Like Zuckerberg, Altman prefaced his appeal for more regulation with an explanation of the guardrails that his company already employs, such as training its models to reject certain kinds of “anti-social” queries—like one I posed to ChatGPT recently, when I asked it to write the code to 3-D-print a Glock. (It did, however, write a script for a 3-D-printed slingshot. “I’d like to stress that the creation and use of this device should be done responsibly and legally,” it said, before pumping out the code.) OpenAI’s usage policies also forbid people from, among other things, using its models to create malware, generate images of child sexual abuse, plagiarize, or produce political-campaign materials, though it is not clear how the company plans to enforce them. “If we discover that your product or usage doesn’t follow these policies, we may ask you to make necessary changes,” the policy states, essentially conceding that, in many cases, OpenAI will act after a violation has occurred, rather than prevent it.

In an opening statement at the hearing, the subcommittee chair, Senator Richard Blumenthal, of Connecticut, was unsparing. “A.I. companies ought to be required to test their systems, disclose known risks, and allow independent-researcher access,” he said. And, he added, “When A.I. companies and their clients cause harm, they should be held liable.” To demonstrate his point about harm, Blumenthal had introduced his remarks with a recording of himself speaking about the need for regulation, but they were words he’d never actually uttered. Both “his” voice and “his” statement had been manufactured by artificial intelligence. The implications, especially to the politicians in the room, were chilling.

Figuring out how to assess harm or determine liability may be just as tricky as figuring out how to regulate a technology that is moving so fast that it is inadvertently breaking everything in its path. Altman, in his testimony, floated the idea of Congress creating a new government agency tasked with licensing what he called “powerful” A.I. models (though it is not clear how that word would be defined in practice). Although this is not, on its face, a bad idea, it has the potential to be a self-serving one. As Clem Delangue, the C.E.O. of the A.I. startup Hugging Face, tweeted, “Requiring a license to train models would . . . further concentrate power in the hands of a few.” In the case of OpenAI, which has been able to develop its large language models without government oversight or other regulatory encumbrances, it would put the company well ahead of its competitors, and solidify its first-past-the-post position, while constraining newer entrants to the field.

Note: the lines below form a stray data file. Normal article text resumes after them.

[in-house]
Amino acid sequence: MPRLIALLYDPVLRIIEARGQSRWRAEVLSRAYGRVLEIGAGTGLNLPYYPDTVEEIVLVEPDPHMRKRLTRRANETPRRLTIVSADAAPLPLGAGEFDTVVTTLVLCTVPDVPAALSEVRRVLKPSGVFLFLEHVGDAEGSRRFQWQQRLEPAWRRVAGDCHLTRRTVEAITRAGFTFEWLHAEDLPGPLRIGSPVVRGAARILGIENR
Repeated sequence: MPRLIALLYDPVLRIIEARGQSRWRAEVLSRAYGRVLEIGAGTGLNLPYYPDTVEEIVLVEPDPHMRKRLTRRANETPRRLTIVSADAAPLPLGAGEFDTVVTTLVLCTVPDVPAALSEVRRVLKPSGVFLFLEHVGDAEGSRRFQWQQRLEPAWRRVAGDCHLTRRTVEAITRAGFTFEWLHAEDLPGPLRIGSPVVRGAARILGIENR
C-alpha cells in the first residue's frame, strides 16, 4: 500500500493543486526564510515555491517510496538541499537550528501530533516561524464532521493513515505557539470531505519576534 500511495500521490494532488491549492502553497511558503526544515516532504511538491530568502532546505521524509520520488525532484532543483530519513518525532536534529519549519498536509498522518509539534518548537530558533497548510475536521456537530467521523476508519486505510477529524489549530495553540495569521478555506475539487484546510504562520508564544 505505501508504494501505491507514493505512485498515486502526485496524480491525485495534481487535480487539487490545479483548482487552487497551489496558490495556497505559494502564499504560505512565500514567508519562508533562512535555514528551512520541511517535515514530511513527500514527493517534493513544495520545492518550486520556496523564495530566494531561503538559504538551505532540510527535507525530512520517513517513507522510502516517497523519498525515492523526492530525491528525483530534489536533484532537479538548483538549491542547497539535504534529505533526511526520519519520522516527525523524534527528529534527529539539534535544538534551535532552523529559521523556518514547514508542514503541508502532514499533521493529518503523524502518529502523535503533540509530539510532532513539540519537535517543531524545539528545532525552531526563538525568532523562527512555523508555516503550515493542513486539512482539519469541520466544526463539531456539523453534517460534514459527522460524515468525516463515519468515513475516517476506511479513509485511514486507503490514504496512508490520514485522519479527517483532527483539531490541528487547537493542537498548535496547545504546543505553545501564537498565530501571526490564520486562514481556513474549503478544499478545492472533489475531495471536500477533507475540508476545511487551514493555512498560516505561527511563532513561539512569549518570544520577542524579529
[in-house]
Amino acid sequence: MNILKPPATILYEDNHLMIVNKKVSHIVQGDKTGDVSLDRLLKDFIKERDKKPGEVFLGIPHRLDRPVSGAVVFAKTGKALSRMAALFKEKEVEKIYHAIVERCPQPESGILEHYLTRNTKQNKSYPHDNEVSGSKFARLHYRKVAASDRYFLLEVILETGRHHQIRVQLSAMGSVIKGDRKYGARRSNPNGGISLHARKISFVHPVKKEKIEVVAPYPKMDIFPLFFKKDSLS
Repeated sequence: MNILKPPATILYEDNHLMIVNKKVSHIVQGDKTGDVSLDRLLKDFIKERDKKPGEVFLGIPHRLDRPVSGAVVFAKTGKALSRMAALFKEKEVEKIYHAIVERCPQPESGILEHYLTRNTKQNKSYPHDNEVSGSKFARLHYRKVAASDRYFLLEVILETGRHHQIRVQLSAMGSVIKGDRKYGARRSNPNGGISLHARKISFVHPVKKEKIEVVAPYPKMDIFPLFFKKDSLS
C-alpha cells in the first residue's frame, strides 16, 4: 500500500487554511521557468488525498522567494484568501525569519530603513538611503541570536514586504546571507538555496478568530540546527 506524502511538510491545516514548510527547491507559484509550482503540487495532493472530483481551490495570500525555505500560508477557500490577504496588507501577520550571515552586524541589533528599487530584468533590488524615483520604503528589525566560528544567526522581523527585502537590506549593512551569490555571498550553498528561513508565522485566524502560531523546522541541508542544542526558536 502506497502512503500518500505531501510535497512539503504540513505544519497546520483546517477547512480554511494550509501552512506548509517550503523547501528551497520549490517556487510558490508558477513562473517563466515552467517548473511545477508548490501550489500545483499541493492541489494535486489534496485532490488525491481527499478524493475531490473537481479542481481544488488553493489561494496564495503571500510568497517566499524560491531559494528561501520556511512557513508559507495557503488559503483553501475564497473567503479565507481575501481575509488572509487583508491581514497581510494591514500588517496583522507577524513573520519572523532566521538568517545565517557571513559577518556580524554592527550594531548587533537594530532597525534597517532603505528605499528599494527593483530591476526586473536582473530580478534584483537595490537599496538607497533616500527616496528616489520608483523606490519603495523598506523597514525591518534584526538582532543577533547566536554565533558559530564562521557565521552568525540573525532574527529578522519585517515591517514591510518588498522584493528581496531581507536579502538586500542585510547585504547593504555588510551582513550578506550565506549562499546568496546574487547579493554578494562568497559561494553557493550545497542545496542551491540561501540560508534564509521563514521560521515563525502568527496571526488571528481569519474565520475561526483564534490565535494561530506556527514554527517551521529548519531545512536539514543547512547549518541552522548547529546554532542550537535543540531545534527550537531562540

Were this to happen, it would not only give companies such as OpenAI and Microsoft (which uses GPT-4 in a number of its products, including its Bing search engine) an economic advantage but could further erode the free flow of information and ideas. Gary Marcus, the professor and A.I. entrepreneur, told the senators that “there is a real risk of a kind of technocracy combined with oligarchy, where a small number of companies influence people’s beliefs” and “do that with data that we don’t even know about.” He was referring to the fact that OpenAI and other companies have kept secret what data their large language models have been trained on, making it impossible to determine their inherent biases or to truly assess their safety.

The most imminent danger of L.L.M.s such as ChatGPT, Senator Josh Hawley, of Missouri, noted, is their ability to manipulate voters. “It’s one of my areas of greatest concern,” Altman told him. “The more general ability of these models to manipulate, to persuade, to provide sort of one-on-one, you know, interactive disinformation,” he said, “given that we’re gonna face an election next year, and these models are getting better, I think this is a significant area of concern.”

The most expedient way to eliminate this concern would be for OpenAI to take the lead and pull its L.L.M.s from the marketplace until they no longer have the capacity to manipulate voters, propagate misinformation, or in any other way undermine the democratic process. That truly would be, to quote Senator Durbin, “historic.” But that was not on offer in the hearing room. Instead, much of the discussion focussed on what kind of regulatory agency, if any, might be created, and who should serve on it, and if it would be possible to make such an agency international. It was a fascinating future exercise that ignored the present danger. Senator Blumenthal told his colleagues, “Congress has a choice now. We had the same choice when we faced social media. We failed to seize that moment.” With an election looming, and this technology in play, one does not need the predictive power of artificial intelligence to recognize that the lawmakers, despite their curiosity and bipartisan comity, have missed this moment, too. ♦